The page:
Upgrading iMac 21.5 (Mid 2010)

Discussion in 'iMac' started by 4Infinity, Mar 15, 2015.

  1. 4Infinity macrumors newbie

    Mar 15, 2015
    Hello Everyone,

    First post here.

    I've been browsing through the forums and have a few questions regarding my Mac.

    I'm currently editing my first independent feature.. and well the budget is out so getting a new computer is not an option.

    Is there any possiblity of finding a way to update the i3 to an i5/i7?
    I'm editing DSLR footage so its not huge files, but i need the workflow to be nice and smooth and render time to be as fast as possible and the i3 seems to be struggling.

    Any information regarding if i can do it myself, how hard it is, how much it would cost ect would be great!

    Thank you
  2. Brian Y macrumors 68040

    Oct 21, 2012
    It should be possible to upgrade the CPU, but it's certainly not easy. The procedure is:

    - Glass off
    - Screen out
    - HDD out (makes it easier)
    - Fans out
    - Speakers out
    - RAM door off
    - RAM out

    - Then you can remove the logic board and access the CPU (be careful removing it as you need to remove cables both in front and behind the logic board).

    If its your first time taking apart an iMac, expect it to take a few hours at least (someone who does a lot of iMac repairs could probably do it in 30-40 minutes). Ifixit has guides which you can follow.

    Here comes the problem - you can't just throw any CPU in there. Firstly, there are firmware locks which means that only CPUs the iMac shipped with will work. Secondly, there's power limits.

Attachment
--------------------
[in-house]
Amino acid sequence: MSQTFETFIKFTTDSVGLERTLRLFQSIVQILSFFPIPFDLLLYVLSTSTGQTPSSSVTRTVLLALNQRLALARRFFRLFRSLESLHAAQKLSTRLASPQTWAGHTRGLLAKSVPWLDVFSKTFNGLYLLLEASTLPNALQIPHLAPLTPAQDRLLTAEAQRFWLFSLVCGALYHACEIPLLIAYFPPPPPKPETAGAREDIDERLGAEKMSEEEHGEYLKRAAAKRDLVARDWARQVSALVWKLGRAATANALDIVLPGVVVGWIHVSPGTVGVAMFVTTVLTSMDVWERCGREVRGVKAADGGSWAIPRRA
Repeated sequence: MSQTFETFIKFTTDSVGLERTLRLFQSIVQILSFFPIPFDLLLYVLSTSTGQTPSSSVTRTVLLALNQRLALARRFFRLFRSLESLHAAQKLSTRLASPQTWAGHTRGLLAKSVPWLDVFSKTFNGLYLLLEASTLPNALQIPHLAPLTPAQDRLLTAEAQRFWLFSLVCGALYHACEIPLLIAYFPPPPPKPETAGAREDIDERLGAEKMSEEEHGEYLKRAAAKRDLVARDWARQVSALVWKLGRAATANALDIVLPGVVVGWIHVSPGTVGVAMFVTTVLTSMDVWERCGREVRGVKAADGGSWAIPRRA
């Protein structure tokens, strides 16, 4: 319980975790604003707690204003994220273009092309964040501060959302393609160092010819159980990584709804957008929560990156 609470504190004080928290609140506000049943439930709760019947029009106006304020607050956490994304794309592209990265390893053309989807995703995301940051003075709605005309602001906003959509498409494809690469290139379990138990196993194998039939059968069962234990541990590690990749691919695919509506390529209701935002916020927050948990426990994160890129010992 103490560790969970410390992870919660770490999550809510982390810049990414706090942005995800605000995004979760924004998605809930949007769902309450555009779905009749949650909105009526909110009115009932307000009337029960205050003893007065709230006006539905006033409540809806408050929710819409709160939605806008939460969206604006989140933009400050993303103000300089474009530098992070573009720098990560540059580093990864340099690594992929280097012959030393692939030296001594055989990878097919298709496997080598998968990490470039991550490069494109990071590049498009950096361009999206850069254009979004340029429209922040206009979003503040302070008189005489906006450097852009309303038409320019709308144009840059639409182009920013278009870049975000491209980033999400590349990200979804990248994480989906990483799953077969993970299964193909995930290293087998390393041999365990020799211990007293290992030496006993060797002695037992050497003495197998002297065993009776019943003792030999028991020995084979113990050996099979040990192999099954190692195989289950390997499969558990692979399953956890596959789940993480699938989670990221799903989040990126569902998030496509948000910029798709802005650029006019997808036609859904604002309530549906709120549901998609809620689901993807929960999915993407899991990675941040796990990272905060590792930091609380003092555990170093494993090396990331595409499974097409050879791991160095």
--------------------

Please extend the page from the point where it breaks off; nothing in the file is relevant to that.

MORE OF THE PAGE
If you have an i3 in the 2010 model, then you have the base or mid model iMac (the 3.06GHz or the 3.2Ghz). These can only support 73w TDP, therefore you are limited to the following CPUs:

    i3 540 (3.06GHz)
    i3 550 (3.2GHz)
    i5 680 (3.6GHz)

    Therefore there's bad news - you can go up to i5, but not i7, and according to CPUWorld, if you have the base i3 right now, you'll only see a 20-27% performance increase. The top end iMac (which shipped with a 2.8GHz i5) supports 95w TDP CPUs (which is why the i7 was only available as an option on the top-end model).

    The cheapest I can find the i5 680 is about £70, which I certainly don't think is worth it.
  3. 4Infinity thread starter macrumors newbie

    Mar 15, 2015
    Thanks for the reply.

    Great information, I also have 12GB ram, so how much of a difference will that make?

    Right now i don't have the budget to spend on another computer so upgrading this one seems like my only option in the current moment.

    If i was going for power vs price i'd probably end up back on windows, although i've recently discovered final cut pro x, which i'd like to use alot more.

    are these my complete and final options in regards to upgrading?

    Once again,

    Great information.

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